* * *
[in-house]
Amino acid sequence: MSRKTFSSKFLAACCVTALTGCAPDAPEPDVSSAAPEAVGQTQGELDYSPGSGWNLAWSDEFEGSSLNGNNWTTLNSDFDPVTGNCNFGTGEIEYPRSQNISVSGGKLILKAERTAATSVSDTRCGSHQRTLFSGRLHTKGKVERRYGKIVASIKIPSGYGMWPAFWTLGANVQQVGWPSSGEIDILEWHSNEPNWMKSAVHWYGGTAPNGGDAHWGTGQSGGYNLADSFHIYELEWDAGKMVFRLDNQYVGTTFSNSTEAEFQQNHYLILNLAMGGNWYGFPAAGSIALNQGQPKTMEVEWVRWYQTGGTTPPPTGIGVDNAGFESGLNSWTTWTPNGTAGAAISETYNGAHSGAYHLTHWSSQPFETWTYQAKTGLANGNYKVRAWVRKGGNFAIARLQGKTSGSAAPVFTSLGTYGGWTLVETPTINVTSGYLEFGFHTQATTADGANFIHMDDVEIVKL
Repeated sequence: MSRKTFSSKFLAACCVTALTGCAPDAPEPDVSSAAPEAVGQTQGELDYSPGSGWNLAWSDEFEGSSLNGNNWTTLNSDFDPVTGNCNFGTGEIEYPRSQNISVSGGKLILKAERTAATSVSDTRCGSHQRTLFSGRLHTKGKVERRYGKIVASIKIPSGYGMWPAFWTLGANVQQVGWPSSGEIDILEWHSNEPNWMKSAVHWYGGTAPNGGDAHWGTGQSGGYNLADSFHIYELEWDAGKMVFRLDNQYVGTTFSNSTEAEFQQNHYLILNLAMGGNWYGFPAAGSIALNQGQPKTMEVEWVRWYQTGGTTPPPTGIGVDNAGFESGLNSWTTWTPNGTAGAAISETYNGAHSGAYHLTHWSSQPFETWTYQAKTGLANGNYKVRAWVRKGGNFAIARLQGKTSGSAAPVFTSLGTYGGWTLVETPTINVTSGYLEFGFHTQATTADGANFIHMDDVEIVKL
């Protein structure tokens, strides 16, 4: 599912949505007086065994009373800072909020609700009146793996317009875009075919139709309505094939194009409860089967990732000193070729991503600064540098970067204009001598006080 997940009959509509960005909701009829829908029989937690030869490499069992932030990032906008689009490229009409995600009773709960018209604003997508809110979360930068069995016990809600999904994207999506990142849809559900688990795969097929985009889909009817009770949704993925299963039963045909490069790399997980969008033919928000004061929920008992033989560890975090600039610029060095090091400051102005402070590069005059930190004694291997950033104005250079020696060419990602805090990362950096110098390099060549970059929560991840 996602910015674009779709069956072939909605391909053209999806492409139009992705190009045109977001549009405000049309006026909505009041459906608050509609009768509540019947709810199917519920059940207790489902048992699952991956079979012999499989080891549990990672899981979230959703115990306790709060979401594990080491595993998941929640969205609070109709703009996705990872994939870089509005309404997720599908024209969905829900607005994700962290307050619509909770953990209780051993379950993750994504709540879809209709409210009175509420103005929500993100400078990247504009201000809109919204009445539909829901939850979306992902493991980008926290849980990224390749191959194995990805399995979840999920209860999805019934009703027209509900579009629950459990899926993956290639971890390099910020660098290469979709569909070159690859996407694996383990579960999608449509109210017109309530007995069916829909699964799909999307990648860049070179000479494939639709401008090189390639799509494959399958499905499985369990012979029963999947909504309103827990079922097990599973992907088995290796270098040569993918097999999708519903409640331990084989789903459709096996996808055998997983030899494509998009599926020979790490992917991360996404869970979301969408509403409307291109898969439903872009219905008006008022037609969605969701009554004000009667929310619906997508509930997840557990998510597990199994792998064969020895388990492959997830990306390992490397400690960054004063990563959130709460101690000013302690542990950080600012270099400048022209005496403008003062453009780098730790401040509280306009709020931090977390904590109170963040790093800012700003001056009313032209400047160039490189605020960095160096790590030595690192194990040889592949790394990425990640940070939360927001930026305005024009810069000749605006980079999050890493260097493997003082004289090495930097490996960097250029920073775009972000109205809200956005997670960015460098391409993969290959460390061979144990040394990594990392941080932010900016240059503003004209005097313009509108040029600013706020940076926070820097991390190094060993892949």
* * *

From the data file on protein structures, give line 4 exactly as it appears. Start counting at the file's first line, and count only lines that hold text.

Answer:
């Protein structure tokens, strides 16, 4: 599912949505007086065994009373800072909020609700009146793996317009875009075919139709309505094939194009409860089967990732000193070729991503600064540098970067204009001598006080 997940009959509509960005909701009829829908029989937690030869490499069992932030990032906008689009490229009409995600009773709960018209604003997508809110979360930068069995016990809600999904994207999506990142849809559900688990795969097929985009889909009817009770949704993925299963039963045909490069790399997980969008033919928000004061929920008992033989560890975090600039610029060095090091400051102005402070590069005059930190004694291997950033104005250079020696060419990602805090990362950096110098390099060549970059929560991840 996602910015674009779709069956072939909605391909053209999806492409139009992705190009045109977001549009405000049309006026909505009041459906608050509609009768509540019947709810199917519920059940207790489902048992699952991956079979012999499989080891549990990672899981979230959703115990306790709060979401594990080491595993998941929640969205609070109709703009996705990872994939870089509005309404997720599908024209969905829900607005994700962290307050619509909770953990209780051993379950993750994504709540879809209709409210009175509420103005929500993100400078990247504009201000809109919204009445539909829901939850979306992902493991980008926290849980990224390749191959194995990805399995979840999920209860999805019934009703027209509900579009629950459990899926993956290639971890390099910020660098290469979709569909070159690859996407694996383990579960999608449509109210017109309530007995069916829909699964799909999307990648860049070179000479494939639709401008090189390639799509494959399958499905499985369990012979029963999947909504309103827990079922097990599973992907088995290796270098040569993918097999999708519903409640331990084989789903459709096996996808055998997983030899494509998009599926020979790490992917991360996404869970979301969408509403409307291109898969439903872009219905008006008022037609969605969701009554004000009667929310619906997508509930997840557990998510597990199994792998064969020895388990492959997830990306390992490397400690960054004063990563959130709460101690000013302690542990950080600012270099400048022209005496403008003062453009780098730790401040509280306009709020931090977390904590109170963040790093800012700003001056009313032209400047160039490189605020960095160096790590030595690192194990040889592949790394990425990640940070939360927001930026305005024009810069000749605006980079999050890493260097493997003082004289090495930097490996960097250029920073775009972000109205809200956005997670960015460098391409993969290959460390061979144990040394990594990392941080932010900016240059503003004209005097313009509108040029600013706020940076926070820097991390190094060993892949």